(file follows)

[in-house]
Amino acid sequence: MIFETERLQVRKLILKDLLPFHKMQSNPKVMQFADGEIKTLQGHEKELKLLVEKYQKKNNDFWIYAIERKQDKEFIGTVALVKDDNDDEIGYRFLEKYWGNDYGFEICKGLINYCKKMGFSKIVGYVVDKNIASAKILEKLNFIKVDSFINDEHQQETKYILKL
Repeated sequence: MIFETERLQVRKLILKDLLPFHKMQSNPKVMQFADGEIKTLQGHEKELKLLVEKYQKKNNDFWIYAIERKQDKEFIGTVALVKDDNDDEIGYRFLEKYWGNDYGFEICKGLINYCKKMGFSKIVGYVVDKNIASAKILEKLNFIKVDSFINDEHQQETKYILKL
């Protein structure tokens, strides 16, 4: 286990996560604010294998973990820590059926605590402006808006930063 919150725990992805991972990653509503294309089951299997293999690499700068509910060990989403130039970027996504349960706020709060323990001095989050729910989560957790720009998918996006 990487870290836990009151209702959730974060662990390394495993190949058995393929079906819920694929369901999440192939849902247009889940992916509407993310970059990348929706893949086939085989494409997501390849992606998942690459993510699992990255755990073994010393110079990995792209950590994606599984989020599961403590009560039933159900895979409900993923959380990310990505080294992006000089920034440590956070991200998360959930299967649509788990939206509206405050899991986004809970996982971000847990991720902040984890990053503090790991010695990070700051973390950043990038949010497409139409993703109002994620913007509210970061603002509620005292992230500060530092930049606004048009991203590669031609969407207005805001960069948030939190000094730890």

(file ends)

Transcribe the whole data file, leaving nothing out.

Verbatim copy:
[in-house]
Amino acid sequence: MIFETERLQVRKLILKDLLPFHKMQSNPKVMQFADGEIKTLQGHEKELKLLVEKYQKKNNDFWIYAIERKQDKEFIGTVALVKDDNDDEIGYRFLEKYWGNDYGFEICKGLINYCKKMGFSKIVGYVVDKNIASAKILEKLNFIKVDSFINDEHQQETKYILKL
Repeated sequence: MIFETERLQVRKLILKDLLPFHKMQSNPKVMQFADGEIKTLQGHEKELKLLVEKYQKKNNDFWIYAIERKQDKEFIGTVALVKDDNDDEIGYRFLEKYWGNDYGFEICKGLINYCKKMGFSKIVGYVVDKNIASAKILEKLNFIKVDSFINDEHQQETKYILKL
């Protein structure tokens, strides 16, 4: 286990996560604010294998973990820590059926605590402006808006930063 919150725990992805991972990653509503294309089951299997293999690499700068509910060990989403130039970027996504349960706020709060323990001095989050729910989560957790720009998918996006 990487870290836990009151209702959730974060662990390394495993190949058995393929079906819920694929369901999440192939849902247009889940992916509407993310970059990348929706893949086939085989494409997501390849992606998942690459993510699992990255755990073994010393110079990995792209950590994606599984989020599961403590009560039933159900895979409900993923959380990310990505080294992006000089920034440590956070991200998360959930299967649509788990939206509206405050899991986004809970996982971000847990991720902040984890990053503090790991010695990070700051973390950043990038949010497409139409993703109002994620913007509210970061603002509620005292992230500060530092930049606004048009991203590669031609969407207005805001960069948030939190000094730890």